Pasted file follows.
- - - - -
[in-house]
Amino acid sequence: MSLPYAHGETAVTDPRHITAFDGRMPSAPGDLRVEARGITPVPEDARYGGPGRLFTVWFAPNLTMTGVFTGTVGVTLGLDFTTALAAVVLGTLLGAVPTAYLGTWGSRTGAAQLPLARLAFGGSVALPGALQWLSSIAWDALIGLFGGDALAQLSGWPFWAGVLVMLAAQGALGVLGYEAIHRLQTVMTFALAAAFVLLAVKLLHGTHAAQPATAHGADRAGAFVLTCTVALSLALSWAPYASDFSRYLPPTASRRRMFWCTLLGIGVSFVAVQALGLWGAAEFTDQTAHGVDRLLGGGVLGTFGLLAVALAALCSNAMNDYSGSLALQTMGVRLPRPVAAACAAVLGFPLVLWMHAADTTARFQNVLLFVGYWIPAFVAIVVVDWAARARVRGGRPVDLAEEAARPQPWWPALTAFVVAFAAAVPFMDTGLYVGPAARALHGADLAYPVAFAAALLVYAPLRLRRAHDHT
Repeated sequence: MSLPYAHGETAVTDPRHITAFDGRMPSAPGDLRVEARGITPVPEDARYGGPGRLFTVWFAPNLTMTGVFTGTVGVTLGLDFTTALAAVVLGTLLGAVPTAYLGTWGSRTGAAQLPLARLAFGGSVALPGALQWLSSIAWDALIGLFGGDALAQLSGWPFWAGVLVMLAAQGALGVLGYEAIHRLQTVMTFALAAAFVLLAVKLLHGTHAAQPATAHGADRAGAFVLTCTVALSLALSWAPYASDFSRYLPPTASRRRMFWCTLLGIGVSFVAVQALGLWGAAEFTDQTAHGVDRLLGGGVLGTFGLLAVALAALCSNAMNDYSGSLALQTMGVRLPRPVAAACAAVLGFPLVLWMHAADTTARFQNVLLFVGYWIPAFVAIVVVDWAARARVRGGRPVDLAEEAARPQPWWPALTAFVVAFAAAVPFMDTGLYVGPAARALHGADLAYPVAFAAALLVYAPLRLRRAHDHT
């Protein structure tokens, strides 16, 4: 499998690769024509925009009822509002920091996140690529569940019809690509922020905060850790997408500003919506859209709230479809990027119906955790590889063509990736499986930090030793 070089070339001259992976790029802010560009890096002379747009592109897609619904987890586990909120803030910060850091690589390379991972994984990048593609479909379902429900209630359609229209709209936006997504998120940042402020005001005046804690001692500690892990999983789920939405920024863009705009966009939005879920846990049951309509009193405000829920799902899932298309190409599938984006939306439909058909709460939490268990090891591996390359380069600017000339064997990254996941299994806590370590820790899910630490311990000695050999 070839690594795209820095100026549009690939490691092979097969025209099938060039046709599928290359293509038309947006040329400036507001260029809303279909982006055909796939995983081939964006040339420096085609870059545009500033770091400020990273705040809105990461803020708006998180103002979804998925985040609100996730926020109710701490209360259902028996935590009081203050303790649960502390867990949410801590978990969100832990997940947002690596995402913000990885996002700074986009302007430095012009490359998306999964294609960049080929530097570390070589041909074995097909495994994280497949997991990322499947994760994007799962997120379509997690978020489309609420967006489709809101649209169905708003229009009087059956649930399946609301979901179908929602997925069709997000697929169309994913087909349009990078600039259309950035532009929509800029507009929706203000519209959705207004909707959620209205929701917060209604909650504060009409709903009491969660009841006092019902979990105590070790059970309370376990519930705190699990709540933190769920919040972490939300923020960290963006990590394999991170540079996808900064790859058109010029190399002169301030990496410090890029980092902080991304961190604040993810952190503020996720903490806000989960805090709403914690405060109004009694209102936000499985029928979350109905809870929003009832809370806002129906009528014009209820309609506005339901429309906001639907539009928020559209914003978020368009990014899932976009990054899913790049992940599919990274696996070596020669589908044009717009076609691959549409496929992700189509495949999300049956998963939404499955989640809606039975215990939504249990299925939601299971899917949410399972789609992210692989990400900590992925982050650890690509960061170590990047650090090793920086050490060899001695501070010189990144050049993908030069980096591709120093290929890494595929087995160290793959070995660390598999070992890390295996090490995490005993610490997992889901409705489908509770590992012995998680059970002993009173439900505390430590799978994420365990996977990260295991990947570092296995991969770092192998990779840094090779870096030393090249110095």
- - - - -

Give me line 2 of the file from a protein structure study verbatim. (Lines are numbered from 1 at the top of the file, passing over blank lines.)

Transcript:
Amino acid sequence: MSLPYAHGETAVTDPRHITAFDGRMPSAPGDLRVEARGITPVPEDARYGGPGRLFTVWFAPNLTMTGVFTGTVGVTLGLDFTTALAAVVLGTLLGAVPTAYLGTWGSRTGAAQLPLARLAFGGSVALPGALQWLSSIAWDALIGLFGGDALAQLSGWPFWAGVLVMLAAQGALGVLGYEAIHRLQTVMTFALAAAFVLLAVKLLHGTHAAQPATAHGADRAGAFVLTCTVALSLALSWAPYASDFSRYLPPTASRRRMFWCTLLGIGVSFVAVQALGLWGAAEFTDQTAHGVDRLLGGGVLGTFGLLAVALAALCSNAMNDYSGSLALQTMGVRLPRPVAAACAAVLGFPLVLWMHAADTTARFQNVLLFVGYWIPAFVAIVVVDWAARARVRGGRPVDLAEEAARPQPWWPALTAFVVAFAAAVPFMDTGLYVGPAARALHGADLAYPVAFAAALLVYAPLRLRRAHDHT